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Re: Prompt to install missing software?

On Sun, 27 May 2007 18:04:55 +1000
John Pye <john@curioussymbols.com> wrote:

> > The Recommends field should list packages that would be found
> > together with this one in all but unusual installations." [1]
> >
> > Which IMO is clearly not the case here. Many users probably won't
> > need that particular feature.
> I am aware of the 'Recommends' and 'Suggests' thing. Many users are
> familiar with it, and know how to go and seek out and install a
> missing package.

Then document this for those users of your package who are not familiar
with Recommends. apt and aptitude can install recommended packages
alongside dependencies by setting Recommends as 'important' - see man
5 apt.conf or man aptitude. You could document a single command that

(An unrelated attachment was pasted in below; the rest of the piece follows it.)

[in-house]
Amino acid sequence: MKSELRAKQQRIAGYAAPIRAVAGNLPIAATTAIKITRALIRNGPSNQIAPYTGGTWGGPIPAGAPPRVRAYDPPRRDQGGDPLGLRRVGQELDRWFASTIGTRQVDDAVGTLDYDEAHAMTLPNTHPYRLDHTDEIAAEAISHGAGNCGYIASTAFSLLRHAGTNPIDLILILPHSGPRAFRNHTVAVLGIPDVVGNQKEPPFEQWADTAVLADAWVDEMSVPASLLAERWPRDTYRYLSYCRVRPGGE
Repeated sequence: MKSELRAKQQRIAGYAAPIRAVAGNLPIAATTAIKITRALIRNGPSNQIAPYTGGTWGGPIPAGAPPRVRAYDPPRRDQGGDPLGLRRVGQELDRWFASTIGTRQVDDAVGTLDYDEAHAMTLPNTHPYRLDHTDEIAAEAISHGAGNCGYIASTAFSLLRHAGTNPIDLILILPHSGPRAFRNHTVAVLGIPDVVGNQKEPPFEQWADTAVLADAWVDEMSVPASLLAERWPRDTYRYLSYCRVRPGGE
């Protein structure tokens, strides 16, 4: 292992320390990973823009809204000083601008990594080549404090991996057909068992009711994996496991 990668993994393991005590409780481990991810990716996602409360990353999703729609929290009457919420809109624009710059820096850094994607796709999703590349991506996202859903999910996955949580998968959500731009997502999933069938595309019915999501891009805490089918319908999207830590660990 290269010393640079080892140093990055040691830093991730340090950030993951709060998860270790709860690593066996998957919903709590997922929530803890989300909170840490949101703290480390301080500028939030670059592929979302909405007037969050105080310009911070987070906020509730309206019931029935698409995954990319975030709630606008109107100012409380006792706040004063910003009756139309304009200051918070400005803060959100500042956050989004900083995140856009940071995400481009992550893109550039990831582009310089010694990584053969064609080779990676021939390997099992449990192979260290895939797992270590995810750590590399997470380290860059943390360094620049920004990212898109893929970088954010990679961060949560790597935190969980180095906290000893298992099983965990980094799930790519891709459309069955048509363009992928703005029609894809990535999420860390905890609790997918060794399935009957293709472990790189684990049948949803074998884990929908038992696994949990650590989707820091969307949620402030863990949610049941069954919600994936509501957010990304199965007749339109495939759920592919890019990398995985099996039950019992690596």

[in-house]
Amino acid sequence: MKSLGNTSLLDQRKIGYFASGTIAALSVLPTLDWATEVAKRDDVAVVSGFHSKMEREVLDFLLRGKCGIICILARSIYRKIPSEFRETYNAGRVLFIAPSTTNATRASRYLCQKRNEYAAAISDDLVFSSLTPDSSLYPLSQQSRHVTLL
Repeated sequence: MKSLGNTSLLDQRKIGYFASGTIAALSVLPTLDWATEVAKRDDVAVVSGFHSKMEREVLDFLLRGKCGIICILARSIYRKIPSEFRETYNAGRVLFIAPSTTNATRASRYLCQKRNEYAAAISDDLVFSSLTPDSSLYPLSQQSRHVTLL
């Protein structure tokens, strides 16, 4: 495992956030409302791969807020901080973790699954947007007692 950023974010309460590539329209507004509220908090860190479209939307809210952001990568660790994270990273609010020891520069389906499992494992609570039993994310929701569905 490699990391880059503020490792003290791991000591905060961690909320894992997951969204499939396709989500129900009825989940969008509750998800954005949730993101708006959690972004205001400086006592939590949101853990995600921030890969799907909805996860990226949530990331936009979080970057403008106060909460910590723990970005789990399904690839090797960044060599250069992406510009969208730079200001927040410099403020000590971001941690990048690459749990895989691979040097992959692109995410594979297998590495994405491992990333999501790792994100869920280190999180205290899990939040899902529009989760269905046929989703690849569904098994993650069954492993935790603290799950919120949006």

sets that apt option for that one run and brings in the recommended
packages - normal apt-get upgrade will look after things after that.

> But this is about user experience.  It just strikes me that there is a
> level of automation that would be really pretty simple to implement:
> "click here to install the missing package". Then the user's
> experience is transformed from "right. i have to stop what I'm doing
> and put on my sysadmin hat" into "ok, I'll just click this to
> download the plugin".

If it IS a plugin - something that only this package can use and which
is simply not in Debian but downloaded from some website, then a
non-privileged folder should be used and installation is no more than
downloading a file - ala iceweasel. That becomes quite a complex set of
rules to prevent malware etc. You also have the problems of not being
able to update and upgrade those plugins in any centralised Debian way
so the application then has to take care of that as well. You could end
up with a plugin handler that uses as much code as a small application,
plus a website with SSL to provide the downloads.

If it is a normal Debian package then it needs to be installed in the
normal Debian way.

That makes for a *consistent* user experience which is, IMHO, more
important than making it "one-click".


Neil Williams

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